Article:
Multiwavelength transmission (MWT) spectroscopy provides substantial information on the physical, chemical, and physiological character of the cells and therefore it is capable of detection and identification of changes in the cells due to diseases [68]. Notably, MWT spectroscopy is differentiated by no need of reagents and portability and ease-of-use of instrumentation. With MWT spectroscopy, both absorption and narrow-angle (<2°) forward scattered light are measured simultaneously at broad wavelength range. This optical configuration is different from those commonly used in diffuse transmission spectrometers employing, for example, integrating spheres or similar optical configurations that accept light from a broad range of scattering angles. However, when light from a broad range of scattering angles is being measured simultaneously, the scattering component of the transmitted light is averaged over the scattering angles observed. In spectrometer configurations with narrow acceptance angle that captures light scattered from 0° to 2° observation angles, the averaging effect is minimal and represents scattering component in the measured transmission spectrum.

The absorption component provides information on the chemical composition and the scattering component on the size and structure of the cells. Since scattering properties depend on the refractive index of the measured objects, which, in turn, is governed by chemical composition, simultaneous measurement of both absorption and scattering gives clear advantage over the methods of traditional spectroscopy such as angular light scattering [9, 10] and integrating sphere diffuse transmittance [11, 12] that measure absorption and scattering properties independently. Furthermore, since refractive index of any substance and therefore its absorption and scattering properties vary with wavelength, a single MWT measurement can provide a sufficient number of independent data points to extract information on multiple parameters (in cases of complex composition and/or complex structure) of measured objects. An interpretation model based on an ellipsoidal approximation to the modified Mie theory (MMT) has been found appropriate to extract the information from measured MWT spectra of RBCs [8, 13].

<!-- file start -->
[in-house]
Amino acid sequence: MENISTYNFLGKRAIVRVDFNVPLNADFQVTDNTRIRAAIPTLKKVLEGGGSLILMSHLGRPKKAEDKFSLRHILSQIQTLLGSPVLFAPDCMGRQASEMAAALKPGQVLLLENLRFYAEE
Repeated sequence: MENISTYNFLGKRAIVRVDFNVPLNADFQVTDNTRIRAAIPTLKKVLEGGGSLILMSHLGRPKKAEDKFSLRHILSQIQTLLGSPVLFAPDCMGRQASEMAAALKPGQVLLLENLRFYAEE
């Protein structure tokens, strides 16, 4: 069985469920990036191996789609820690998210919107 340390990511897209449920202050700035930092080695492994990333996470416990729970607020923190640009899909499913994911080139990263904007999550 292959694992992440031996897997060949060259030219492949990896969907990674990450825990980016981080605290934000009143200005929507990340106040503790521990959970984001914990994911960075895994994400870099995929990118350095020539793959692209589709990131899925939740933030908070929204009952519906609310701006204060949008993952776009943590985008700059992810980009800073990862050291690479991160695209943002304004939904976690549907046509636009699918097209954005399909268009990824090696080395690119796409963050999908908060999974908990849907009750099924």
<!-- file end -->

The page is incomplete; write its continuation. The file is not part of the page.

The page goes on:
In this paper, we review the method based on MWT spectroscopy coupled with MMT interpretation model for the estimation of the RBC parameters (size, dimensions, and hemoglobin composition) and RBC indices in whole blood (RBC number density, hematocrit, and total hemoglobin). The whole blood samples from 43 healthy donors and from 51 oncology patients undergoing chemotherapy and having cancer related and/or chemotherapy-induced anemia were used for the demonstration. The samples from anemic patients were analyzed blindly. The samples were analyzed with a reference laboratory hematology analyzer (SYSMEX SF-3000) in parallel to the MWT method. In addition, the MWT method was applied for the analysis of laboratory culture samples of RBCs infected with malaria parasite Plasmodium falciparum.